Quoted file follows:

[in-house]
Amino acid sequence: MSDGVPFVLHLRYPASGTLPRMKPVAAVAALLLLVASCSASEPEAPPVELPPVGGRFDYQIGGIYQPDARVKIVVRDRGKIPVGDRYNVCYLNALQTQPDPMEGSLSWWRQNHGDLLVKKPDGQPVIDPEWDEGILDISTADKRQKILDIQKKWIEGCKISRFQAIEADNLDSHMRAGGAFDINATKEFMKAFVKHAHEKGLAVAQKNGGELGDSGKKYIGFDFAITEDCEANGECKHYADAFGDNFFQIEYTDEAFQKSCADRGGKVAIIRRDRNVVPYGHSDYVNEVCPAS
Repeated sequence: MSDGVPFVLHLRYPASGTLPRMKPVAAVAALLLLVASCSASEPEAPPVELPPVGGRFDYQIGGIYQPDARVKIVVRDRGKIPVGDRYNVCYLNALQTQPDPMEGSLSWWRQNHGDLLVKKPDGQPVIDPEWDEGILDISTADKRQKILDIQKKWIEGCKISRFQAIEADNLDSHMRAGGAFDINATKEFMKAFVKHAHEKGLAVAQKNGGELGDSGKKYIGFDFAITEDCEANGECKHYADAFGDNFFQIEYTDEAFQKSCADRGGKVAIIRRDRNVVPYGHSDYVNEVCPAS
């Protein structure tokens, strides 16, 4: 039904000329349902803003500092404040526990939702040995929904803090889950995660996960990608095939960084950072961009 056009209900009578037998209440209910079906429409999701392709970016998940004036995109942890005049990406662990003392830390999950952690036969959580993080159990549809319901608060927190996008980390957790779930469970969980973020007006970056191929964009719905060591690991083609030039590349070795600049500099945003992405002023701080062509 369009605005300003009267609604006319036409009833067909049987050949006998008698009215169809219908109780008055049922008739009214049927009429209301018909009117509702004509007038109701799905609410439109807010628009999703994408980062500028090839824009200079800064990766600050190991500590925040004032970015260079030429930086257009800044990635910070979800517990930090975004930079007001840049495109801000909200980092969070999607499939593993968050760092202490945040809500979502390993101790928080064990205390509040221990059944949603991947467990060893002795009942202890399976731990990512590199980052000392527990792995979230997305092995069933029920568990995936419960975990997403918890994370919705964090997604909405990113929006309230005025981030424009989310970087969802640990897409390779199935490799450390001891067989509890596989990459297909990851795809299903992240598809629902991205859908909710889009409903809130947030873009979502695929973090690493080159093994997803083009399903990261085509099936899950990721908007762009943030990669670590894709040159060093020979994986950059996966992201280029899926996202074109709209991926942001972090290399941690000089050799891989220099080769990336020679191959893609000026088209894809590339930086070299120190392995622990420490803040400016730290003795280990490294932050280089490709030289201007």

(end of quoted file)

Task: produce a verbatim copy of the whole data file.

[in-house]
Amino acid sequence: MSDGVPFVLHLRYPASGTLPRMKPVAAVAALLLLVASCSASEPEAPPVELPPVGGRFDYQIGGIYQPDARVKIVVRDRGKIPVGDRYNVCYLNALQTQPDPMEGSLSWWRQNHGDLLVKKPDGQPVIDPEWDEGILDISTADKRQKILDIQKKWIEGCKISRFQAIEADNLDSHMRAGGAFDINATKEFMKAFVKHAHEKGLAVAQKNGGELGDSGKKYIGFDFAITEDCEANGECKHYADAFGDNFFQIEYTDEAFQKSCADRGGKVAIIRRDRNVVPYGHSDYVNEVCPAS
Repeated sequence: MSDGVPFVLHLRYPASGTLPRMKPVAAVAALLLLVASCSASEPEAPPVELPPVGGRFDYQIGGIYQPDARVKIVVRDRGKIPVGDRYNVCYLNALQTQPDPMEGSLSWWRQNHGDLLVKKPDGQPVIDPEWDEGILDISTADKRQKILDIQKKWIEGCKISRFQAIEADNLDSHMRAGGAFDINATKEFMKAFVKHAHEKGLAVAQKNGGELGDSGKKYIGFDFAITEDCEANGECKHYADAFGDNFFQIEYTDEAFQKSCADRGGKVAIIRRDRNVVPYGHSDYVNEVCPAS
């Protein structure tokens, strides 16, 4: 039904000329349902803003500092404040526990939702040995929904803090889950995660996960990608095939960084950072961009 056009209900009578037998209440209910079906429409999701392709970016998940004036995109942890005049990406662990003392830390999950952690036969959580993080159990549809319901608060927190996008980390957790779930469970969980973020007006970056191929964009719905060591690991083609030039590349070795600049500099945003992405002023701080062509 369009605005300003009267609604006319036409009833067909049987050949006998008698009215169809219908109780008055049922008739009214049927009429209301018909009117509702004509007038109701799905609410439109807010628009999703994408980062500028090839824009200079800064990766600050190991500590925040004032970015260079030429930086257009800044990635910070979800517990930090975004930079007001840049495109801000909200980092969070999607499939593993968050760092202490945040809500979502390993101790928080064990205390509040221990059944949603991947467990060893002795009942202890399976731990990512590199980052000392527990792995979230997305092995069933029920568990995936419960975990997403918890994370919705964090997604909405990113929006309230005025981030424009989310970087969802640990897409390779199935490799450390001891067989509890596989990459297909990851795809299903992240598809629902991205859908909710889009409903809130947030873009979502695929973090690493080159093994997803083009399903990261085509099936899950990721908007762009943030990669670590894709040159060093020979994986950059996966992201280029899926996202074109709209991926942001972090290399941690000089050799891989220099080769990336020679191959893609000026088209894809590339930086070299120190392995622990420490803040400016730290003795280990490294932050280089490709030289201007």